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Comment: Victoria needs to address its serious problems

There a shortage of mental health and service providers
A former Saanich councillor says we need a better strategy to deal with homelessness in Victoria. A tent sits on Harris Green. ADRIAN LAM, TIMES COLONIST

A commentary by a former Saanich councillor, who was in office from 2008 to 2014.

In 2023 Condé Nast, the influential travel magazine, named Victoria as the winner of their readers’ choice award as the best city of its size in the world.

It referenced beautiful scenery, a robust hospitality and tourist experience.

However, if it had checked on the city’s underbelly it would have shown a disturbing scenario: the horror show on Pandora Avenue and other tent cities in other communities, the boarded-up shopfronts from vandalism and the frightening assaults on innocent victims downtown.

Add to that the open drug use and obvious mental instability among some in the downtown core and we have an unpleasant experience for many residents, shoppers and visitors.

In Europe, the Netherlands, Hungary and Denmark have made it illegal to live and sleep homeless in the community. In Finland, as part of their commitment to their Housing First approach, the government converted homeless shelters into housing units to create new housing stock with supportive services and is a global leader in combating homelessness.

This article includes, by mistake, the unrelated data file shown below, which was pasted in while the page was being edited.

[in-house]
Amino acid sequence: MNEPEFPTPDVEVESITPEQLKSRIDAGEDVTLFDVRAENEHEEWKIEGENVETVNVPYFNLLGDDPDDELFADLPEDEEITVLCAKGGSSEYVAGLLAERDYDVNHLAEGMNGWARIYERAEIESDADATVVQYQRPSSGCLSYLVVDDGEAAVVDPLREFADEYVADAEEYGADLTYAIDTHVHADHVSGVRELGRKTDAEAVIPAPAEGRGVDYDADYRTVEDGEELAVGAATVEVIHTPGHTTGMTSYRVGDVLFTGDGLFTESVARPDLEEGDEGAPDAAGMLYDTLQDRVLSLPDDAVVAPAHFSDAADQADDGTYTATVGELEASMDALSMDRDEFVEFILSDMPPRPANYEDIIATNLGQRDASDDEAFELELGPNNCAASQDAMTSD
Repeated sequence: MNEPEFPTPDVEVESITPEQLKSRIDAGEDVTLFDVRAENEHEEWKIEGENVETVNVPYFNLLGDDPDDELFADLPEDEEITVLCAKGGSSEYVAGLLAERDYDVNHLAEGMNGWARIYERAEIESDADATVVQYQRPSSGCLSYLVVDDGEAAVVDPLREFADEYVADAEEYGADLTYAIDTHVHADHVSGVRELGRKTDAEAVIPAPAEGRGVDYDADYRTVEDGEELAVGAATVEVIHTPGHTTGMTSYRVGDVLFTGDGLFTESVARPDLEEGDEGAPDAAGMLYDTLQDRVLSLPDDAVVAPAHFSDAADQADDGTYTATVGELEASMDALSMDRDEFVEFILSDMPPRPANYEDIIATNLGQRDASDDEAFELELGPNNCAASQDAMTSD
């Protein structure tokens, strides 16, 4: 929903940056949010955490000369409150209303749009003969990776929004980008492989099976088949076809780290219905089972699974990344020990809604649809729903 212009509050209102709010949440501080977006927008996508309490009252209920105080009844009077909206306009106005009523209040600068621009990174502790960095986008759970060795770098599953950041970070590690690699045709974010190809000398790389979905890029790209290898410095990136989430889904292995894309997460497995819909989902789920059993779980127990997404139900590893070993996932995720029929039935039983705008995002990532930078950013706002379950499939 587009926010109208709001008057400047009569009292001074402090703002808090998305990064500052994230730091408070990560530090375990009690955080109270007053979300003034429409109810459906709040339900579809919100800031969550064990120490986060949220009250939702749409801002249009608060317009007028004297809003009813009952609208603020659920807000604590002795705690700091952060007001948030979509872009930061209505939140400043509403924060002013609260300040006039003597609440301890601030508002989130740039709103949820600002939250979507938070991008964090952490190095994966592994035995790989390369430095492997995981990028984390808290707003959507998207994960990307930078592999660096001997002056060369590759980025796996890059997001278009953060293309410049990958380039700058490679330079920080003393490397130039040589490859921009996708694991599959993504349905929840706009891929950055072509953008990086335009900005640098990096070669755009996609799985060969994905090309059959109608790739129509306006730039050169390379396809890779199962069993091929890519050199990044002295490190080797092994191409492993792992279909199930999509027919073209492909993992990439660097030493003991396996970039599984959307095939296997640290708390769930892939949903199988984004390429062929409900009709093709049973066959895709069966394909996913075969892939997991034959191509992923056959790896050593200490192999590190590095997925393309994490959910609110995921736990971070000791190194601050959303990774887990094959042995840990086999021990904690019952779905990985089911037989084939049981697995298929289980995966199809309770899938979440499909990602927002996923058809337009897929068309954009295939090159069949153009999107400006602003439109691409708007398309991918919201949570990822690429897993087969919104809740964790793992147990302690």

In 2008, I sat on the board of the Greater Victoria Coalition to End Homelessness, which brought together housing, health and social service providers, non-profit organizations and all levels of government and the business community. The main aim was to provide housing and mental health providers to the homeless.

Unfortunately, the province has since gone in another direction and bought hotels and apartments to house the homeless, which has proven not to be successful in solving the homelessness problem and created dangerous ghettos in some instances.

Riverview Hospital in Coquitlam was downsized in the 1990s and closed in 2012 with a peak patient population of 4,700 residents discharged into the community, which helped to establish a homeless population in Vancouver’s Downtown Eastside. To this day, there is insufficient housing, social supports or adequate facilities that are needed to integrate patients back into society.

We are in danger of going down the same path in Victoria. We have expected our police force to deal not only with criminal offenders, but to engage and handle those with obvious drug issues, mental-health issues or both.

Not only is there a shortage of mental health and service providers, but there is a serious issue of “catch and release” where criminal offenders are held for a day or so, then released back into the community. Some of these offenders have been charged with hundreds of offences and are still walking the streets with impunity.

Surely, local municipal and provincial governments, the police and the legal profession can formulate policy to plug this gap that allows recidivists to take advantage of this situation.

Victoria is our capital city and there is a need to address and solve these major issues and stop the decay in the downtown before it is too late.

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